LAS PALMAS DE GRAN CANARIA – One of Las Palmas’ beaches has become a haven for those without resources as well as digital nomads who live in tents in the middle of the sand.
Las Palmas de Gran Canaria has one of the best urban beaches in Spain. The beach, Las Canteras is appreciated for its wide extension and maintenance. This makes it one of the most famous beaches in the Canary Islands.
Many of the families and individuals living in Las Alcaravaneras are homeless. However, the presence of foreign tourists, especially digital nomads, is notable.
Radio Televisión Canaria interviewed some of them last November and found all sorts of stories; from a German traveller who couldn’t afford accommodation to a teleworker from a Polish company.
This is nothing new, as residents and political parties alike have denounced the permanent encampments since the pandemic arrived nearly three years ago. Something that is ignored by the municipality of the capital of the island.
Currently there are about 20 tents on the beach. According to the residents themselves, the campers are regularly warned by the local police that their presence there is illegal. They also checked whether any form of conflict arose in the coexistence. In rare cases, those present were expelled.
Article 33 of Coastal Law 22/1988 states that camping on the beach is prohibited.” The minimum fine for camping is €40 per occupied square metre per day. However, this can be higher if it causes damage to the public space in question.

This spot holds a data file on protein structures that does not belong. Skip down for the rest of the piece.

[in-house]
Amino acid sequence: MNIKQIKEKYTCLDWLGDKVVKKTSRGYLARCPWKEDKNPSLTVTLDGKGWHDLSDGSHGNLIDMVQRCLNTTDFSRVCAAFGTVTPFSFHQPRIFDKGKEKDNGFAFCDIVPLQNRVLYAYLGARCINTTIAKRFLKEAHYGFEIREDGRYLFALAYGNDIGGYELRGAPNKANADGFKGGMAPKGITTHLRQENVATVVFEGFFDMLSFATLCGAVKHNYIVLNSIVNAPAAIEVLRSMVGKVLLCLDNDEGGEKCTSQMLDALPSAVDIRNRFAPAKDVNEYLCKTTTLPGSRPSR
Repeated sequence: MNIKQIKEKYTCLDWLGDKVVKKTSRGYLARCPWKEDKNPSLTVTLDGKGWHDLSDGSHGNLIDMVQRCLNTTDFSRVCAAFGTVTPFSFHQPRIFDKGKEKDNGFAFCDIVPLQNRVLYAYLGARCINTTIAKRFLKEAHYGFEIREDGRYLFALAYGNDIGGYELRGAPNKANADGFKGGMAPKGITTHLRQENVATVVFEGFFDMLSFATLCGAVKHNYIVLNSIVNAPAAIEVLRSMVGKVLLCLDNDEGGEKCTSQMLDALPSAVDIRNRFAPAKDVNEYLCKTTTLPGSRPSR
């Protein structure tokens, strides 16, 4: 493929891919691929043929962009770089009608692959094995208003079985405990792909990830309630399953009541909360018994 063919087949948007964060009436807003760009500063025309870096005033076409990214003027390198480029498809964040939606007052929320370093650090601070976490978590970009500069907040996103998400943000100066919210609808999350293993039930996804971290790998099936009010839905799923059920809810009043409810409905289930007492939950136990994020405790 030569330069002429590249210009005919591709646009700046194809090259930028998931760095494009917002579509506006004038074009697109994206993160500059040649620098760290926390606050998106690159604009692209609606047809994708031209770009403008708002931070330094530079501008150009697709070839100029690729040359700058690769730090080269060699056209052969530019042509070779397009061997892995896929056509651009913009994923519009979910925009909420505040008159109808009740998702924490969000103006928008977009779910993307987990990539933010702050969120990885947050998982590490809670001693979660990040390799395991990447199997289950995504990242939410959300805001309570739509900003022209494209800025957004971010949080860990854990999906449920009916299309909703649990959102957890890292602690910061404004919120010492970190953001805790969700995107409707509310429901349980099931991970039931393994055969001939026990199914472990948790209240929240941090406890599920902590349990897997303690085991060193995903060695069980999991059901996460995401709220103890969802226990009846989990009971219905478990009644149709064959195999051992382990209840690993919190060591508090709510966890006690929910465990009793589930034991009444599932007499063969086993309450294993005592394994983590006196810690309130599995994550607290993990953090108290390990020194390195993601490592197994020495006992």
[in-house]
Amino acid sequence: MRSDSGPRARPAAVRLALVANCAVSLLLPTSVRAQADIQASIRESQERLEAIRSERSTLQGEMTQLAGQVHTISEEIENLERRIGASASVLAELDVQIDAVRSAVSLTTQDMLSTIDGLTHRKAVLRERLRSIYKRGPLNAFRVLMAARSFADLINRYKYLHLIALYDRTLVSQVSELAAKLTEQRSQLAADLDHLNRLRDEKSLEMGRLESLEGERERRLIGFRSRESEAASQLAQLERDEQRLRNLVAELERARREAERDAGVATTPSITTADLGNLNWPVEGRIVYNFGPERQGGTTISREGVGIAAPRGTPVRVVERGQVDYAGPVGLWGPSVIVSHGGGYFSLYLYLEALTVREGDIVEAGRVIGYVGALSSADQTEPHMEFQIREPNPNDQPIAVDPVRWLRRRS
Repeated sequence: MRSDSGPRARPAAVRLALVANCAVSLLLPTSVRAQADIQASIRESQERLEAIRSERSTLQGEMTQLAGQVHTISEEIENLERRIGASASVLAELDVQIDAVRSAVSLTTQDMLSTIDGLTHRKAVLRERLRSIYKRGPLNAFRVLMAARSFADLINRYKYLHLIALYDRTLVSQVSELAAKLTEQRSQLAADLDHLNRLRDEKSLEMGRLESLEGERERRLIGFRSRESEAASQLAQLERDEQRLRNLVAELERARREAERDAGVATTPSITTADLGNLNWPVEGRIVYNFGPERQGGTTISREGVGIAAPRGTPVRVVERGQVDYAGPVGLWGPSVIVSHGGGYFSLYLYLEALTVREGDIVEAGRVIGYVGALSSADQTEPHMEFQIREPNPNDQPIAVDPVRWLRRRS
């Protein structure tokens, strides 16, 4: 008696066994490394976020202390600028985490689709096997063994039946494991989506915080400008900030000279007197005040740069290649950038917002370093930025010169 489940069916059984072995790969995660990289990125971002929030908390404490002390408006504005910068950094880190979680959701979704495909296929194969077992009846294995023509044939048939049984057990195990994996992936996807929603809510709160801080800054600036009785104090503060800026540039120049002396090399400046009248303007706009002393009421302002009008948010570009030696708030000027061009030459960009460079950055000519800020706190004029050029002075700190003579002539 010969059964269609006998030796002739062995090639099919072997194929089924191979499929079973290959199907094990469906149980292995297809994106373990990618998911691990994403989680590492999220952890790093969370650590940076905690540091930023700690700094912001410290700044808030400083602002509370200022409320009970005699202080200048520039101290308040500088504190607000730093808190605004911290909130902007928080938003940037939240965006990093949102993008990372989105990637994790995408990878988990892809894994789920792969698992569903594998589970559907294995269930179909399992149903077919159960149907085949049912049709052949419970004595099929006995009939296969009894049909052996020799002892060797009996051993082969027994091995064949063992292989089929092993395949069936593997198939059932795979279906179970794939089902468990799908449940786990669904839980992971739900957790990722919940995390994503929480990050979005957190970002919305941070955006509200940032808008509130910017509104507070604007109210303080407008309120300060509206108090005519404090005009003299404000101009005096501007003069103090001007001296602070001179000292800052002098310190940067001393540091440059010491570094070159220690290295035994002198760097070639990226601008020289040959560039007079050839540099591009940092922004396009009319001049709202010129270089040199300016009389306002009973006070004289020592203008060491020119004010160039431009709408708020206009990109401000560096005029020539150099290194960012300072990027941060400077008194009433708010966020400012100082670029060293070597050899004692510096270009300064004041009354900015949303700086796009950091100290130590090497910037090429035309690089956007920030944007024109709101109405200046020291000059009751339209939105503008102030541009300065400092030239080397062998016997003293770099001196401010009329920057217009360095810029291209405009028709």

The opposition wants “Central European campers” gone
However, the local opposition has pointed directly at the tourists in a complaint addressed to the authorities: “We have endured illegal camping of Central Europeans on the coast for months. The rules must be enforced and those who are uncivil must be punished,” said Enrique Hernández Bento of Unidas por Gran Canaria.
Impact of digital nomads in the Canary Islands
Las Palmas de Gran Canaria has been choosing to attract digital nomads for years. Especially since the outbreak of the pandemic. The island government wants to diversify the tourist offer and generate added value.
According to the Nomad List portal, the Canary Islands received 35,400 “home workers” in the first half of the year who, as Turismo de Islas Canarias states, spend an average of €3,171 per person per trip. That is almost three times more than what the holiday tourist spends (€1,206).
Teleworkers do not choose for tourist accommodations
However, opponents of this policy believe that this type of tourist does not normally stay in tourist establishments, as their stay usually lasts at least several months. Thus, the local real estate market is tightened even more, which damages the resident population.